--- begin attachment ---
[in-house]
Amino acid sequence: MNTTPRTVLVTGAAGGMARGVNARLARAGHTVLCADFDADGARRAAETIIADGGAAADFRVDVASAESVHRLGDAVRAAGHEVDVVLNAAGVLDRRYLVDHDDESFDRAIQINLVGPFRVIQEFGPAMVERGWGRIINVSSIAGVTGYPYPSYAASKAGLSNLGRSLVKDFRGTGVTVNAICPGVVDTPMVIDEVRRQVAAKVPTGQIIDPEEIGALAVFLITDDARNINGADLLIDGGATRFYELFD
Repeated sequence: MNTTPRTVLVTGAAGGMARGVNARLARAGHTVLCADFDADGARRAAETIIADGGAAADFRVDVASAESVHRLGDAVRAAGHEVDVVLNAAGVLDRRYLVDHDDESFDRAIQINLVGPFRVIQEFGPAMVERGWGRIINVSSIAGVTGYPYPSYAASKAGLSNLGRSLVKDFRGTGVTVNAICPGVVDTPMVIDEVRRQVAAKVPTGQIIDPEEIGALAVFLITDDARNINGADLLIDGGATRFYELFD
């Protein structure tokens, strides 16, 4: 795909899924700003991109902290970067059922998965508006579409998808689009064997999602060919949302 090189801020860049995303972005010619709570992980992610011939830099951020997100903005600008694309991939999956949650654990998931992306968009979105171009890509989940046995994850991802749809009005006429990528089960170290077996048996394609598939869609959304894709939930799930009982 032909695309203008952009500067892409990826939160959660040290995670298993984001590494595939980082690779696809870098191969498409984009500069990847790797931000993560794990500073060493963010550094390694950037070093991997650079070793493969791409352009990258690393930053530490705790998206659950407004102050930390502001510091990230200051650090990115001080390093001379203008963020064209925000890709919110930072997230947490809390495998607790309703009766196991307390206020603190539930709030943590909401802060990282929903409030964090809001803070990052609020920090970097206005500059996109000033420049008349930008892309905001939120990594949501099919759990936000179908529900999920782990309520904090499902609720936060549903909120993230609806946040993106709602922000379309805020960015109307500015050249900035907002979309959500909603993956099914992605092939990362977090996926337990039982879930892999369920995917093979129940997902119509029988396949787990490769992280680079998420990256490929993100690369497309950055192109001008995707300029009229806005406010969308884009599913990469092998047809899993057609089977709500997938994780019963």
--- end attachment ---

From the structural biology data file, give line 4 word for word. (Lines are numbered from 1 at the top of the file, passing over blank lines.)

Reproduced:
């Protein structure tokens, strides 16, 4: 795909899924700003991109902290970067059922998965508006579409998808689009064997999602060919949302 090189801020860049995303972005010619709570992980992610011939830099951020997100903005600008694309991939999956949650654990998931992306968009979105171009890509989940046995994850991802749809009005006429990528089960170290077996048996394609598939869609959304894709939930799930009982 032909695309203008952009500067892409990826939160959660040290995670298993984001590494595939980082690779696809870098191969498409984009500069990847790797931000993560794990500073060493963010550094390694950037070093991997650079070793493969791409352009990258690393930053530490705790998206659950407004102050930390502001510091990230200051650090990115001080390093001379203008963020064209925000890709919110930072997230947490809390495998607790309703009766196991307390206020603190539930709030943590909401802060990282929903409030964090809001803070990052609020920090970097206005500059996109000033420049008349930008892309905001939120990594949501099919759990936000179908529900999920782990309520904090499902609720936060549903909120993230609806946040993106709602922000379309805020960015109307500015050249900035907002979309959500909603993956099914992605092939990362977090996926337990039982879930892999369920995917093979129940997902119509029988396949787990490769992280680079998420990256490929993100690369497309950055192109001008995707300029009229806005406010969308884009599913990469092998047809899993057609089977709500997938994780019963």